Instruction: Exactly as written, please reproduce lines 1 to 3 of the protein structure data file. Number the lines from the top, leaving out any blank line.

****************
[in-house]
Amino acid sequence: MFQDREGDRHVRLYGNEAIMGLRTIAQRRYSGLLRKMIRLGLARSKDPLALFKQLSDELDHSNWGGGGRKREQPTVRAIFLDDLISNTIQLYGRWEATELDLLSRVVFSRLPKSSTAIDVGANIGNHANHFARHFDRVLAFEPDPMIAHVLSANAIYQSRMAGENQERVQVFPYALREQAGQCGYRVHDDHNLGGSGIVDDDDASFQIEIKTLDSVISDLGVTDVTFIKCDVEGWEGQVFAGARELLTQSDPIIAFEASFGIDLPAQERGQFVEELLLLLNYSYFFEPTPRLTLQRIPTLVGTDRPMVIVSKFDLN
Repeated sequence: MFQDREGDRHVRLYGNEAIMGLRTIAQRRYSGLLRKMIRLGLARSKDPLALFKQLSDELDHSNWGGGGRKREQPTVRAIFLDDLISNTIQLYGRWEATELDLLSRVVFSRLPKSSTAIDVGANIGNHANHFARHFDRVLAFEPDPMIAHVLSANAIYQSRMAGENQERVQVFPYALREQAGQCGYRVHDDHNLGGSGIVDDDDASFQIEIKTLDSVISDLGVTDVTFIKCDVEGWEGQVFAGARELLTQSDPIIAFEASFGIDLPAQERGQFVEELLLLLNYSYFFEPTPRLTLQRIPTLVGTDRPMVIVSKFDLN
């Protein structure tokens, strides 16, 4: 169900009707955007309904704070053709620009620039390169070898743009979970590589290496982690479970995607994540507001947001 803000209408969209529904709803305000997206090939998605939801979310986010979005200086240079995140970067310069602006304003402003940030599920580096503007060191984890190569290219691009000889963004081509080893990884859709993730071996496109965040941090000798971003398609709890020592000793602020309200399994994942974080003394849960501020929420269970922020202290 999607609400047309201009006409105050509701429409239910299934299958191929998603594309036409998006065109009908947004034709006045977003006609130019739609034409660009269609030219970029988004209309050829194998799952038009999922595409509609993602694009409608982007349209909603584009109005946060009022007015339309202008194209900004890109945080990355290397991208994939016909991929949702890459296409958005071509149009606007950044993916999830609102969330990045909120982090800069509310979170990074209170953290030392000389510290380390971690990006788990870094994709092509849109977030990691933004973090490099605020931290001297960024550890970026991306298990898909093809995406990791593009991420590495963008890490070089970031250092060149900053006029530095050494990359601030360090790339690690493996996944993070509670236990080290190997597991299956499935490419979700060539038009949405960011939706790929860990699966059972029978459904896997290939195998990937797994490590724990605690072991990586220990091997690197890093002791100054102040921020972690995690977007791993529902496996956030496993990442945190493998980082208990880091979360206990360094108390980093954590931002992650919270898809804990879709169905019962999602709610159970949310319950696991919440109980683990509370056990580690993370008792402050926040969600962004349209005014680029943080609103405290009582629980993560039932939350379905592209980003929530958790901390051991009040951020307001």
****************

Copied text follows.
[in-house]
Amino acid sequence: MFQDREGDRHVRLYGNEAIMGLRTIAQRRYSGLLRKMIRLGLARSKDPLALFKQLSDELDHSNWGGGGRKREQPTVRAIFLDDLISNTIQLYGRWEATELDLLSRVVFSRLPKSSTAIDVGANIGNHANHFARHFDRVLAFEPDPMIAHVLSANAIYQSRMAGENQERVQVFPYALREQAGQCGYRVHDDHNLGGSGIVDDDDASFQIEIKTLDSVISDLGVTDVTFIKCDVEGWEGQVFAGARELLTQSDPIIAFEASFGIDLPAQERGQFVEELLLLLNYSYFFEPTPRLTLQRIPTLVGTDRPMVIVSKFDLN
Repeated sequence: MFQDREGDRHVRLYGNEAIMGLRTIAQRRYSGLLRKMIRLGLARSKDPLALFKQLSDELDHSNWGGGGRKREQPTVRAIFLDDLISNTIQLYGRWEATELDLLSRVVFSRLPKSSTAIDVGANIGNHANHFARHFDRVLAFEPDPMIAHVLSANAIYQSRMAGENQERVQVFPYALREQAGQCGYRVHDDHNLGGSGIVDDDDASFQIEIKTLDSVISDLGVTDVTFIKCDVEGWEGQVFAGARELLTQSDPIIAFEASFGIDLPAQERGQFVEELLLLLNYSYFFEPTPRLTLQRIPTLVGTDRPMVIVSKFDLN